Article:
Australian Weather Calendar: August 2020

August photograph by David Macdonald

Call of the storm

For David Macdonald it’s not so much the art of photography that he finds captivating, rather its subject. 'I’m definitely more of a weather enthusiast than a photographer,' says David, explaining that his interest in weather stems from his career as a pilot. 'Anything meteorological I find fascinating—I guess you’d say I have a "weather eye"'. In fact, David used a humble mobile phone to capture this amazing scene at Lake Macquarie. 'It’s the weather that stirs me and makes me think "I’ve got to get a photo of that!"' he says. 'The mobile phone generation has put a camera in everyone’s pocket—the quality you get out of a phone these days is just fantastic.' David says he relies on the Bureau’s aviation weather forecasts and warnings in his professional life and is immersed in meteorology every day. 'I have a deep respect and awe for thunderstorms in particular, because that’s something that we take great pains to avoid, to understand, and appreciate in a careful sense.' Now, if only he could get Mother Nature on speed dial…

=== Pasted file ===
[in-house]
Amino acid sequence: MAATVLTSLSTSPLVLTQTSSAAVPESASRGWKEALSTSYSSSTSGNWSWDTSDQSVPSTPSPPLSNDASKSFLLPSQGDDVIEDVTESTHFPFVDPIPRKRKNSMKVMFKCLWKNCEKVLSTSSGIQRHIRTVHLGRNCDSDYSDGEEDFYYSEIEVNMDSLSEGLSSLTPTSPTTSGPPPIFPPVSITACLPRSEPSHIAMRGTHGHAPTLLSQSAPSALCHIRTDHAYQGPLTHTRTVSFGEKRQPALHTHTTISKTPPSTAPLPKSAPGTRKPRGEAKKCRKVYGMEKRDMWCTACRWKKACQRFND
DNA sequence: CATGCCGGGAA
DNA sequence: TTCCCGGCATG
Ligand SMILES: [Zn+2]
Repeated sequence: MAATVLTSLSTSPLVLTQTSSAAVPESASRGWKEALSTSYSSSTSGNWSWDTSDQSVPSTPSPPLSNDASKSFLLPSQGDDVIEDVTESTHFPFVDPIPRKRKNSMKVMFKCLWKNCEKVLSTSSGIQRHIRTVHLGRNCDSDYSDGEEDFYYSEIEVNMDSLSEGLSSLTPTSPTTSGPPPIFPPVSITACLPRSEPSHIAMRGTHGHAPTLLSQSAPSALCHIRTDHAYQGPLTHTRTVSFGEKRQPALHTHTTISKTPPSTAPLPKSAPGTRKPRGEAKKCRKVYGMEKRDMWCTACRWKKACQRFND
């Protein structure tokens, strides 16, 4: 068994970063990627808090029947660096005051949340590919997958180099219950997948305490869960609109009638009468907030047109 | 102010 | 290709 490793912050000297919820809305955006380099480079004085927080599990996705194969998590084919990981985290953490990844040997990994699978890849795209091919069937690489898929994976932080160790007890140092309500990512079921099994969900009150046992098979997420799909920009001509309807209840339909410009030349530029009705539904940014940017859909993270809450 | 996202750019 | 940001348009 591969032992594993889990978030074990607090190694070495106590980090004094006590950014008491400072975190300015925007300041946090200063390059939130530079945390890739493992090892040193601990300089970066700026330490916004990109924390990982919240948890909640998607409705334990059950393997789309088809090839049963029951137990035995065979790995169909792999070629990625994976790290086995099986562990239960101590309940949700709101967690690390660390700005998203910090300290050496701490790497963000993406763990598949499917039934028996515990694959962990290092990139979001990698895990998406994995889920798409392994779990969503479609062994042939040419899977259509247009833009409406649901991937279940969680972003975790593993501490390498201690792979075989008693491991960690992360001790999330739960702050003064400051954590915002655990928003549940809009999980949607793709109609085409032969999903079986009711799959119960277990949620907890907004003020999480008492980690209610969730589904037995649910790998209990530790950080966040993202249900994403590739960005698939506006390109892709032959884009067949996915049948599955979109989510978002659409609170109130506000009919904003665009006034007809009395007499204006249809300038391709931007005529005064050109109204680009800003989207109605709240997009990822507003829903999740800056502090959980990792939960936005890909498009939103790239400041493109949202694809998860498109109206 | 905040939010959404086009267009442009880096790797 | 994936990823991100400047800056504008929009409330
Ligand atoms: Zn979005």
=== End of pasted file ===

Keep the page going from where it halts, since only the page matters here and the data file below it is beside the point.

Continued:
The science

Mammatus cloud is an example of cloud formed in sinking air. As air descends the water in the air evaporates. Under certain atmospheric conditions this evaporation results in an increased downward movement of air, which drags the cloud down. The result of this is the sagging protrusions from the underside of a cloud known as mammatus. Mammatus is most commonly formed in the sinking air, or downdrafts, which form in the anvil at the trailing edge of a large cumulonimbus cloud (thunderstorm)—meaning they're often accompanied by showers, lightning, and sometimes hail.